Philosophy at Hampden-Sydney will open your mind to some of the greatest ideas in history.

Philosophy involves careful, critical reflection on topics and questions that relate to contemporary individual, social, moral, scientific, religious, and political issues. Examining these questions encourages us to reflect on our presuppositions about the world and how we ought to act as rational individuals. Studying philosophy helps sharpen our thoughts and evaluate our deepest beliefs.  Doing philosophy develops analytical skills that are valuable in and of themselves and directly improves our ability to excel in other fields. 

How do people know what they claim to know?
What beliefs about the world, about our own nature, about God, about human destiny are we justified in holding?Does all knowledge come from science, or from the senses, or can we obtain truths in other ways? What is truth anyway? If we can have knowledge, what are its boundaries? Can we tell whether we are free beings morally responsible for our actions, or are we just programmed by our genes? How do we properly decide what is right or wrong, good or bad? What about art? Are there really great artistic achievements, or are these standards all arbitrary and subjective? Perhaps more importantly, how do all of these questions affect our daily lives? For example, if our free will is in doubt, should we be held responsible for our own actions?  

Degree Offering

It seems to me that philosophers have acquired skills which are very valuable to a member of Congress. The ability to analyze a problem carefully and consider it from many points of view is one. Another is the ability to communicate ideas clearly in a logically compelling form. A third is the ability to handle the many different kinds of problems which occupy the congressional agenda at any time.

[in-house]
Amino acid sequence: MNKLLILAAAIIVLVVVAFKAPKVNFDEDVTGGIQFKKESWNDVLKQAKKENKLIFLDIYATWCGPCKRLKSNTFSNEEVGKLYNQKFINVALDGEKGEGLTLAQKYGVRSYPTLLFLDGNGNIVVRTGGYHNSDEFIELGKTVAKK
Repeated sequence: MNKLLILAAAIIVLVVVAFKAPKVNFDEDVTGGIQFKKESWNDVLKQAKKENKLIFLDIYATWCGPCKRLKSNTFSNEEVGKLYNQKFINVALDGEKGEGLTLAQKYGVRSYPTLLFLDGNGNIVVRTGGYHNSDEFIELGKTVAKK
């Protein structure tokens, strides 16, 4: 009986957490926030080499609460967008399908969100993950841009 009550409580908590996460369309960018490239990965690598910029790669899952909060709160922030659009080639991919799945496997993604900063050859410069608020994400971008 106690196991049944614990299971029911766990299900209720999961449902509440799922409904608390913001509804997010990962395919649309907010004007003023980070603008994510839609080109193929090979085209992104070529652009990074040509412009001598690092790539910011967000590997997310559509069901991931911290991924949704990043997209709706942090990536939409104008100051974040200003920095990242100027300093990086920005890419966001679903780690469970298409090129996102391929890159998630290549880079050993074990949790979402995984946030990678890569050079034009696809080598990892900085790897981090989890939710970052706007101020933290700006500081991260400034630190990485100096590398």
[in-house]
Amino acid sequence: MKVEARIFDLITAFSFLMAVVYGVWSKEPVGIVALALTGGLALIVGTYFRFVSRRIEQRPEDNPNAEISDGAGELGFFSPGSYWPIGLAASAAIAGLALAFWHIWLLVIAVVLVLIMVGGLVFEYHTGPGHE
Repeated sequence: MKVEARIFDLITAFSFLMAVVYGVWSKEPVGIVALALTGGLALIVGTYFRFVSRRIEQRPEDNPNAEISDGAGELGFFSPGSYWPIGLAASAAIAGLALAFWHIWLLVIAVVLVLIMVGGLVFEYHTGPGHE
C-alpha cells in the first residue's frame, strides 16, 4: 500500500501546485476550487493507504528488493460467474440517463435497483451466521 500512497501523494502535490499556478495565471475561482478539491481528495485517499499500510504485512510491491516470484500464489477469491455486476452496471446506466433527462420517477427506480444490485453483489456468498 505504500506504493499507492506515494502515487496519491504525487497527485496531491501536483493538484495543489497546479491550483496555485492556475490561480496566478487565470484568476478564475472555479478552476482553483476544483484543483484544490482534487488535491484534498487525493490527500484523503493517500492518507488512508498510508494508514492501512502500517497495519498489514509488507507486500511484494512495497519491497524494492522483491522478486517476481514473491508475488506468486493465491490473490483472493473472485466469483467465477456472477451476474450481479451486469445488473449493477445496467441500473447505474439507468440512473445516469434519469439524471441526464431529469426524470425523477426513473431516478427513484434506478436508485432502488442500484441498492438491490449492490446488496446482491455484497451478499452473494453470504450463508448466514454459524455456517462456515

Lee H. Hamilton, 9th District, Indiana

Philosophy Events

Undergraduate Virginia Philosophical Association (UVPA) Meetings: 
(contact Professor Wilson for details)

February 1, Randolph College
March 22, Hampden-Sydney College 

Capstone Speakers:
(contact Professor Wilson for details)

April 17
Bas van der Vossen, UNC Greensboro
"When Property Is Oppressive: A New Twist on Locke's View" 
Chairman's Room

April 18
James Otteson, Wake Forest University
"Adam Smith on Justice and Social Justice" 
Chairman's Room

Why Philosophy?

Philosophers are critical thinkers. If you want to think and reason well about anything, then taking at least some philosophy is a good idea. In philosophy, we do not train people to be lawyers, doctors, or businessmen -- we train them to be better lawyers, better doctors, better businessmen, and better practitioners in general. The vast majority of philosophy majors do not go on to academic careers -- although the preparation you receive here will certainly help you if you decide to do so. 

Why Philosophy?

Philosophy Capstone Fund

Give to the Philosophy Capstone Fund (PCF) to support the quality education of our majors! No amount is too small, and small gifts over time can build great futures! Details may be obtained from any member of the department or Institutional Advancement.

Give to the Philosophy Capstone Fund

Alex Abbott '17

Alex Abbott '17 recently won the Best Paper award at the 3rd annual National Undergraduate Philosophy Conference at West Virginia University, but he might argue that he cannot touch it, nor even see it.

Alex Abbott '17

Philosophy Department


Dr. Marc A. Hight, Chair 
Elliott Professor of Philosophy
Morton Hall, 034
Hampden-Sydney College | Hampden Sydney, VA 23943
(434) 223-6388
mhight@hsc.edu

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